This conference aims at bringing together people working in astrophysics of neutron stars, both on the theoretical and observational aspects. The following topics will be discussed : – Equation of state of dense matter, including hyperon, kaon and quark degrees of freedom – Neutrino emission and cooling of compact stars – Superconductivity-superfluidity – Constraints from EM observations – Transients – Gravitational wave emission – Models for Supernovae and for Gamma Ray Bursts – Magnetars.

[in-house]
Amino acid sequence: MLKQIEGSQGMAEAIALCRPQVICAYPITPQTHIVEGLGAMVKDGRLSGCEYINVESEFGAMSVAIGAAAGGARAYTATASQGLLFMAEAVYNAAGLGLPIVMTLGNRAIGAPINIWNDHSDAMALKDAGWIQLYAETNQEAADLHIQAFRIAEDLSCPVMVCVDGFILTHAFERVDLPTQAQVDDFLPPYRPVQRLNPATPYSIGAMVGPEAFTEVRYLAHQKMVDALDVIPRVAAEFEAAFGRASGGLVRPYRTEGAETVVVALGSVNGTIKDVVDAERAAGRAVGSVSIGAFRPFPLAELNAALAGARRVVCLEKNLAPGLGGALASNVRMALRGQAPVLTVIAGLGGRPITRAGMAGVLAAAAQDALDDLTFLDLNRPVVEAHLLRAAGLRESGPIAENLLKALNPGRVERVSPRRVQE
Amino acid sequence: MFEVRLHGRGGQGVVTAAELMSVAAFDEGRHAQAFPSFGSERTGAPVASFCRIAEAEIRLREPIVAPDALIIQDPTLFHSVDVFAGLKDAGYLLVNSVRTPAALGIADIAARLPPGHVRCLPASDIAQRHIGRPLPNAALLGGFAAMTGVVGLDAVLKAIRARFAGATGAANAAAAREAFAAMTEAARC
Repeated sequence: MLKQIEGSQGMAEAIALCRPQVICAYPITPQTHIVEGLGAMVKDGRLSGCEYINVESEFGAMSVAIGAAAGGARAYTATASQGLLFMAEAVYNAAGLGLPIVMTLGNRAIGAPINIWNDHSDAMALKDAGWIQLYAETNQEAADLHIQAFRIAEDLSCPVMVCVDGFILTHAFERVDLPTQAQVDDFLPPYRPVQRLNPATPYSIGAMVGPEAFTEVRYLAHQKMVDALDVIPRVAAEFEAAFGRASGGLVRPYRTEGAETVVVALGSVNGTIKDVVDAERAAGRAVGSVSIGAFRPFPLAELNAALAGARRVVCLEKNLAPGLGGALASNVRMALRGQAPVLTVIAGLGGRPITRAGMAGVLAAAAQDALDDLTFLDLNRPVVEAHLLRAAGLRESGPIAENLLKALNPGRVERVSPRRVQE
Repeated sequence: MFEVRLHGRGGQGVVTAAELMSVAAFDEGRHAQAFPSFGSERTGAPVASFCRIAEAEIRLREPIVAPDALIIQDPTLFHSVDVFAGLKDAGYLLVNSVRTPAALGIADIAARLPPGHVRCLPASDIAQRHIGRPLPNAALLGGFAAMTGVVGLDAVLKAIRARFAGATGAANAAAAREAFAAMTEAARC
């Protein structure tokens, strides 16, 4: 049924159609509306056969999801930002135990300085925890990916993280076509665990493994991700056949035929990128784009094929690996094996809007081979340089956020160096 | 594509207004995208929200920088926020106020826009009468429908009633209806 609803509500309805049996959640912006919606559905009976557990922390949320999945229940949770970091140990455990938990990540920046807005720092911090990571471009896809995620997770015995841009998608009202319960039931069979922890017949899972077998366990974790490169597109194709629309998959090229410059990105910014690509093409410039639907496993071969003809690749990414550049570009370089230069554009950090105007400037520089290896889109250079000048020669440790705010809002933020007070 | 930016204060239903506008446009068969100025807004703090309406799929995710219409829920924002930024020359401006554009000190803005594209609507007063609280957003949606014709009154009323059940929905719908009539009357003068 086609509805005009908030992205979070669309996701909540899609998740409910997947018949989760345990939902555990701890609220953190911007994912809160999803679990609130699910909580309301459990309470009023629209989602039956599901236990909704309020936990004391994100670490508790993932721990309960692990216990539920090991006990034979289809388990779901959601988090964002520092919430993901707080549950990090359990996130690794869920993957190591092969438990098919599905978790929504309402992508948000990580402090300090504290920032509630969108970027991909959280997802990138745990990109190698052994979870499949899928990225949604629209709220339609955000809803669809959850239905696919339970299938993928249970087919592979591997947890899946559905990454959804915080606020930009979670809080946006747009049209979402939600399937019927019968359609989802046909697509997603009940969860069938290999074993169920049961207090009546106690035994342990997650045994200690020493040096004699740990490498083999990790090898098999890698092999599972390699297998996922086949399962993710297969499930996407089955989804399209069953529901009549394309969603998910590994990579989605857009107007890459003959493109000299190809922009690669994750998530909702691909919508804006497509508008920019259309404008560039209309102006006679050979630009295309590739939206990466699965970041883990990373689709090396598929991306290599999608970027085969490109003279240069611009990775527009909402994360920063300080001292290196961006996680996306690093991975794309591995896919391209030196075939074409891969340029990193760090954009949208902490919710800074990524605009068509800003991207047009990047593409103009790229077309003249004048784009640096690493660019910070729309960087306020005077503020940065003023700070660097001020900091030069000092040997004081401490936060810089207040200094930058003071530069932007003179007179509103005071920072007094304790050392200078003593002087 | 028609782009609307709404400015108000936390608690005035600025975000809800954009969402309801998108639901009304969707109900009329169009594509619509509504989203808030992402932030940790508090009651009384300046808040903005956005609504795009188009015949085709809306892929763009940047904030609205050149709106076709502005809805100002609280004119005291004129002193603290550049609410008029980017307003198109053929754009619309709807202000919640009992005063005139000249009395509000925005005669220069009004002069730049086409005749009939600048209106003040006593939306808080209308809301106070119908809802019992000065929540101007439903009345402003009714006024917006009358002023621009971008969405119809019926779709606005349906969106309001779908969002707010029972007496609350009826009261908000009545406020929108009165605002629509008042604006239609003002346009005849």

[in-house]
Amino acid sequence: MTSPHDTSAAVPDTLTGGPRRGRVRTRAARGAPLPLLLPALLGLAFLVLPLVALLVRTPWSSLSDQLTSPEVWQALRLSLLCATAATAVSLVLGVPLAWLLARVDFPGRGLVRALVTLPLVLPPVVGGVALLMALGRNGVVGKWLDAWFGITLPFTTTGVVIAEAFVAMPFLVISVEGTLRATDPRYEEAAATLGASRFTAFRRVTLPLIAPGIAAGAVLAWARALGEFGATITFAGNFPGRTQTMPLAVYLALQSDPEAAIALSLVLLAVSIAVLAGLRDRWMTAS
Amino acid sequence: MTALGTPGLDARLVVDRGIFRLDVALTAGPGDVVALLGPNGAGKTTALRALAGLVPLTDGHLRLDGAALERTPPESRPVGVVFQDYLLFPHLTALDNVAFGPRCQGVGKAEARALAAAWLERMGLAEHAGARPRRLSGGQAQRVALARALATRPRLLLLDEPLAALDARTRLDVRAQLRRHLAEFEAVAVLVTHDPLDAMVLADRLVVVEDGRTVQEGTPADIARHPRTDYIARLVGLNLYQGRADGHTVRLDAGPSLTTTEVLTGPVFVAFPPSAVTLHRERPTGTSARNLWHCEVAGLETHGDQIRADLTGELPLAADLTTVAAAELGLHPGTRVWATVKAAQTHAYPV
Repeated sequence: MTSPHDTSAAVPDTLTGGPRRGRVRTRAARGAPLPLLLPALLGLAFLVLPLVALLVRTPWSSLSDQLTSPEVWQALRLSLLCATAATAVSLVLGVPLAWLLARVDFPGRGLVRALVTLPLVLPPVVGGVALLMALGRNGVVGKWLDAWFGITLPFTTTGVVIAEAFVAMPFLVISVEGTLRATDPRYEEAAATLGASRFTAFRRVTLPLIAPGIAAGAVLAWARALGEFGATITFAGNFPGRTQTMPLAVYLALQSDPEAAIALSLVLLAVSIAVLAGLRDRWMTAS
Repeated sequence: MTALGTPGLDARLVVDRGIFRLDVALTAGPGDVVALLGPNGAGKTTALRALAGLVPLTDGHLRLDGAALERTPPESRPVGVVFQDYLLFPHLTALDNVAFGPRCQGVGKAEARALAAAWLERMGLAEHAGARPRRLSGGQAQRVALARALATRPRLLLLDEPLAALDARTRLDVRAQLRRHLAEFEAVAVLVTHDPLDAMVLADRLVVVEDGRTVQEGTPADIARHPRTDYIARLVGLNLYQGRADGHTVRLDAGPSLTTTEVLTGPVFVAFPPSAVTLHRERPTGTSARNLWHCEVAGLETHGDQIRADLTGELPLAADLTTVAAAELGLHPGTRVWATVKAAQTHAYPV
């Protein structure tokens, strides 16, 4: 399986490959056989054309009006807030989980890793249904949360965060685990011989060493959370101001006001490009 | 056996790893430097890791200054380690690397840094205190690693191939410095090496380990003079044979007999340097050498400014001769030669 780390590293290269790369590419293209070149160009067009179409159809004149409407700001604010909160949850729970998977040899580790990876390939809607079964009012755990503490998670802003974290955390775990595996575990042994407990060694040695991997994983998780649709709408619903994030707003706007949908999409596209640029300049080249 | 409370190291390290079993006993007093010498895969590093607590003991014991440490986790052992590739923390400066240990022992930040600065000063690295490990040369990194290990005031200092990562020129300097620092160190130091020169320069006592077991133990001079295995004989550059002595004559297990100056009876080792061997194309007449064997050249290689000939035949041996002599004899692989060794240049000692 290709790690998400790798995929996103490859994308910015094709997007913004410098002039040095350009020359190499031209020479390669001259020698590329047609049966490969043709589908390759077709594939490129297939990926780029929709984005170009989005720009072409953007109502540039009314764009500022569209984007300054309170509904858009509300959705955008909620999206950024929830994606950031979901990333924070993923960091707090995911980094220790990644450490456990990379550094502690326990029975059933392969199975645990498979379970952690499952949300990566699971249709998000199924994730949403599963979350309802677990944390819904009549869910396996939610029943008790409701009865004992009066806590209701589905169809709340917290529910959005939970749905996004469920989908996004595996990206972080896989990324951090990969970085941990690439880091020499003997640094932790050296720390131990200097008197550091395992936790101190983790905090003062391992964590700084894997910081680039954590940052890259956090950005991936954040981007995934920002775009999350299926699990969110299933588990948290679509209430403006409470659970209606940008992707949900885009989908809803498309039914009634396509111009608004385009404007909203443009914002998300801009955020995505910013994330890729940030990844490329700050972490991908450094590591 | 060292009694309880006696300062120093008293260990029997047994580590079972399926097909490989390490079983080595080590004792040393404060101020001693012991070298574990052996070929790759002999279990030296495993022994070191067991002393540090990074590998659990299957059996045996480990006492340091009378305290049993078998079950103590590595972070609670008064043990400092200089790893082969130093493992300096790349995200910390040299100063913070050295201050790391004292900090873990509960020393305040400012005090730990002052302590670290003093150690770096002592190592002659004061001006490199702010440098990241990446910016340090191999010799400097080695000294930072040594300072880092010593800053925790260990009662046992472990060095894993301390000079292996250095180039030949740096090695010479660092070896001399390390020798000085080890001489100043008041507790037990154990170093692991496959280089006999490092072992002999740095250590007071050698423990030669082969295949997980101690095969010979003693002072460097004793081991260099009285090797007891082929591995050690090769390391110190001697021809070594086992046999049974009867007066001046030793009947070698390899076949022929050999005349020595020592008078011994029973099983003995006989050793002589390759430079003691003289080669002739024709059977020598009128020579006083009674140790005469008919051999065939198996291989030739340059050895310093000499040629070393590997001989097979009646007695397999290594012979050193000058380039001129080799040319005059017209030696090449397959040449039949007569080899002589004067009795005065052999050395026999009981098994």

La partecipazione dell’Australia alla potenziale scoperta delle onde gravitazionali, e quindi alla capacità di “ascoltare” la nascita di un buco nero, riceverà oggi una accelerata. Questo è il giorno in cui i fisici di tutto il continenti australiano si incontreranno all’Australian International Gravitational Research Centre presso Gingin, quasi 100 Km da Perth. L’obiettivo del meeting è quello di lanciare una missione a livello nazionale che abbia lo scopo di espandere la partecipazione dell’Australia ai progetti americani ed europei unendosi così alla ricerca delle elusive perturbazioni dello spaziotempo.